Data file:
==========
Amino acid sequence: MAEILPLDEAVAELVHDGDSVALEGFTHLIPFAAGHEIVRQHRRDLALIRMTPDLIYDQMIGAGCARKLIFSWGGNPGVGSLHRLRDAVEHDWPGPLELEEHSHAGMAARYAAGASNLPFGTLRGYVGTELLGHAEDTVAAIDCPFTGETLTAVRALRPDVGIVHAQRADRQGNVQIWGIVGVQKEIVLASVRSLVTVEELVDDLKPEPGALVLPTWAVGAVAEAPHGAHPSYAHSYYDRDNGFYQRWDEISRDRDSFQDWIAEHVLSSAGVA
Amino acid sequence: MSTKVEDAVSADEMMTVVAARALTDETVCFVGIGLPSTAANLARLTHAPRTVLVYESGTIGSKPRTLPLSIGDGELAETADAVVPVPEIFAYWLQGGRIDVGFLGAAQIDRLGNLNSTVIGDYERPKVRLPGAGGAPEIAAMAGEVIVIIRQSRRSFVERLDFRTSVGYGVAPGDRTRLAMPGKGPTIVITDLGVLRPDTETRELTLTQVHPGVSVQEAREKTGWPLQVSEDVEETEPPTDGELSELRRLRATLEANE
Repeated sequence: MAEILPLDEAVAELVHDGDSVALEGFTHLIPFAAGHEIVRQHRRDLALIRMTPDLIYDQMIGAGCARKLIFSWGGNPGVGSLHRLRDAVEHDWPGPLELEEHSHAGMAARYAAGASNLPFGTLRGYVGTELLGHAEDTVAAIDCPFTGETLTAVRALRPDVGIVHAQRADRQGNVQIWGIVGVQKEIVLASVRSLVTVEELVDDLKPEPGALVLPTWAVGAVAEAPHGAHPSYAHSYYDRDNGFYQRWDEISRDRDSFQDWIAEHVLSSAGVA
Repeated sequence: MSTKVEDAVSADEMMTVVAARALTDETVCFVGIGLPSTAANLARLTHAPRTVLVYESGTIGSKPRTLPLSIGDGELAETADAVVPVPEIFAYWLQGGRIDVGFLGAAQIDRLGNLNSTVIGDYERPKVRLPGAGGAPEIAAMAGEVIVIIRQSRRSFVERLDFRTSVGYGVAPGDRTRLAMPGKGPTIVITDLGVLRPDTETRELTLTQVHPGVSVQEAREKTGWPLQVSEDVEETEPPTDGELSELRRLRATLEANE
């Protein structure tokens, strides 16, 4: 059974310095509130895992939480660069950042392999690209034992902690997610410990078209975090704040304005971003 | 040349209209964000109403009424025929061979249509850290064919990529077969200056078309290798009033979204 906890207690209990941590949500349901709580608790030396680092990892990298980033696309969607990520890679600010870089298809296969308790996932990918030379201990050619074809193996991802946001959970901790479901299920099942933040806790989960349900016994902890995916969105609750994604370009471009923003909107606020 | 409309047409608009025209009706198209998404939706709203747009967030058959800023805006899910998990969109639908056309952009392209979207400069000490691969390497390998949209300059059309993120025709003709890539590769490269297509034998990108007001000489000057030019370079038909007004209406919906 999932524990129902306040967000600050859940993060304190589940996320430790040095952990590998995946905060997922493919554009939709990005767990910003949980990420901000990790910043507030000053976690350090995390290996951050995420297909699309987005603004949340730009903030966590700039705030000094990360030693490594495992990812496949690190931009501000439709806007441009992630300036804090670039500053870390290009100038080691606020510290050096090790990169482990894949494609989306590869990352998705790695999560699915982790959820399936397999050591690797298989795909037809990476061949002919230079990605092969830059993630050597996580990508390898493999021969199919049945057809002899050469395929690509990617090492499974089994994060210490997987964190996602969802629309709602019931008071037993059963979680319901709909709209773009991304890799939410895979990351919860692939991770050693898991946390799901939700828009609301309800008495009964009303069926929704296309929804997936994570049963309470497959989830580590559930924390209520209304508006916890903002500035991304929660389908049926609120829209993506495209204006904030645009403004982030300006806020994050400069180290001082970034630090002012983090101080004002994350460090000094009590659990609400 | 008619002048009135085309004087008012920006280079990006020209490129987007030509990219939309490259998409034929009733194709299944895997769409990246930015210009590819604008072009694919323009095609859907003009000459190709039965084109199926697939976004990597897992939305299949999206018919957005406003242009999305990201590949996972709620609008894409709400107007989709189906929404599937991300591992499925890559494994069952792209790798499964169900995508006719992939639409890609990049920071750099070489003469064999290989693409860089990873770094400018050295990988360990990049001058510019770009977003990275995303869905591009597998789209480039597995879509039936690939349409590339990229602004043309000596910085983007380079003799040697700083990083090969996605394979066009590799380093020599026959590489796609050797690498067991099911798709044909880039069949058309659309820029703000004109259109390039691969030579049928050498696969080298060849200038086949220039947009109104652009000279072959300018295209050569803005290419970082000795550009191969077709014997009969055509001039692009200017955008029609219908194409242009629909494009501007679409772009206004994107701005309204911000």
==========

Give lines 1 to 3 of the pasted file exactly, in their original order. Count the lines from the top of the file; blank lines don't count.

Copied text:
Amino acid sequence: MAEILPLDEAVAELVHDGDSVALEGFTHLIPFAAGHEIVRQHRRDLALIRMTPDLIYDQMIGAGCARKLIFSWGGNPGVGSLHRLRDAVEHDWPGPLELEEHSHAGMAARYAAGASNLPFGTLRGYVGTELLGHAEDTVAAIDCPFTGETLTAVRALRPDVGIVHAQRADRQGNVQIWGIVGVQKEIVLASVRSLVTVEELVDDLKPEPGALVLPTWAVGAVAEAPHGAHPSYAHSYYDRDNGFYQRWDEISRDRDSFQDWIAEHVLSSAGVA
Amino acid sequence: MSTKVEDAVSADEMMTVVAARALTDETVCFVGIGLPSTAANLARLTHAPRTVLVYESGTIGSKPRTLPLSIGDGELAETADAVVPVPEIFAYWLQGGRIDVGFLGAAQIDRLGNLNSTVIGDYERPKVRLPGAGGAPEIAAMAGEVIVIIRQSRRSFVERLDFRTSVGYGVAPGDRTRLAMPGKGPTIVITDLGVLRPDTETRELTLTQVHPGVSVQEAREKTGWPLQVSEDVEETEPPTDGELSELRRLRATLEANE
Repeated sequence: MAEILPLDEAVAELVHDGDSVALEGFTHLIPFAAGHEIVRQHRRDLALIRMTPDLIYDQMIGAGCARKLIFSWGGNPGVGSLHRLRDAVEHDWPGPLELEEHSHAGMAARYAAGASNLPFGTLRGYVGTELLGHAEDTVAAIDCPFTGETLTAVRALRPDVGIVHAQRADRQGNVQIWGIVGVQKEIVLASVRSLVTVEELVDDLKPEPGALVLPTWAVGAVAEAPHGAHPSYAHSYYDRDNGFYQRWDEISRDRDSFQDWIAEHVLSSAGVA